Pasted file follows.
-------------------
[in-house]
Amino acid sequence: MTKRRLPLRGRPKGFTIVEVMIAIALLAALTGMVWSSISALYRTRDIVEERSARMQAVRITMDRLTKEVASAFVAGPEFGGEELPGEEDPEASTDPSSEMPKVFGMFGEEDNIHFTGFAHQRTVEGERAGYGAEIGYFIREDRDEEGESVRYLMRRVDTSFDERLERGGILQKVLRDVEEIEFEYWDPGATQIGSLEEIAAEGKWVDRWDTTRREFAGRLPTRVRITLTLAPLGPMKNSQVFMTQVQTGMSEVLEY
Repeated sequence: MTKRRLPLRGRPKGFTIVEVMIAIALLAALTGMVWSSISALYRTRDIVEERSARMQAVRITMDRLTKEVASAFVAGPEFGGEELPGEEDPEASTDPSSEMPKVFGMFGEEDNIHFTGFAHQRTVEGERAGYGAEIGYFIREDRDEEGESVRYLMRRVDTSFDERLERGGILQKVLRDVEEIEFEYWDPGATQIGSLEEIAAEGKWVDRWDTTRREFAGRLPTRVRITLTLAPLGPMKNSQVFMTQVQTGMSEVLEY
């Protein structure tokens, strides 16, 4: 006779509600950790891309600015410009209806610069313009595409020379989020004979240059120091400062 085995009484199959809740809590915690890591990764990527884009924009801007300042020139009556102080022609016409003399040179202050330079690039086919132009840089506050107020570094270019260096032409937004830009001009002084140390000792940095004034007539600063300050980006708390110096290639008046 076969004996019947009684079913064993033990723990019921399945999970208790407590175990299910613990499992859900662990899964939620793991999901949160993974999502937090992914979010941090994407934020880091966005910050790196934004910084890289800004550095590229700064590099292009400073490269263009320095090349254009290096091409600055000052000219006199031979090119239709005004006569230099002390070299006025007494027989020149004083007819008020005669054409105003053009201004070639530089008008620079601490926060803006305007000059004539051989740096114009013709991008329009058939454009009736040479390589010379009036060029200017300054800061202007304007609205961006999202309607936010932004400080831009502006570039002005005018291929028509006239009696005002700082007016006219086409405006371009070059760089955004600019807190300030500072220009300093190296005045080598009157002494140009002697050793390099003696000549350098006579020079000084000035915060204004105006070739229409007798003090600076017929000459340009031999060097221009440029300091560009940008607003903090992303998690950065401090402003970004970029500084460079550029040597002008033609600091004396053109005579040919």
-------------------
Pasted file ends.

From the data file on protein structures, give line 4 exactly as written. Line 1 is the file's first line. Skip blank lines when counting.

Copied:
């Protein structure tokens, strides 16, 4: 006779509600950790891309600015410009209806610069313009595409020379989020004979240059120091400062 085995009484199959809740809590915690890591990764990527884009924009801007300042020139009556102080022609016409003399040179202050330079690039086919132009840089506050107020570094270019260096032409937004830009001009002084140390000792940095004034007539600063300050980006708390110096290639008046 076969004996019947009684079913064993033990723990019921399945999970208790407590175990299910613990499992859900662990899964939620793991999901949160993974999502937090992914979010941090994407934020880091966005910050790196934004910084890289800004550095590229700064590099292009400073490269263009320095090349254009290096091409600055000052000219006199031979090119239709005004006569230099002390070299006025007494027989020149004083007819008020005669054409105003053009201004070639530089008008620079601490926060803006305007000059004539051989740096114009013709991008329009058939454009009736040479390589010379009036060029200017300054800061202007304007609205961006999202309607936010932004400080831009502006570039002005005018291929028509006239009696005002700082007016006219086409405006371009070059760089955004600019807190300030500072220009300093190296005045080598009157002494140009002697050793390099003696000549350098006579020079000084000035915060204004105006070739229409007798003090600076017929000459340009031999060097221009440029300091560009940008607003903090992303998690950065401090402003970004970029500084460079550029040597002008033609600091004396053109005579040919």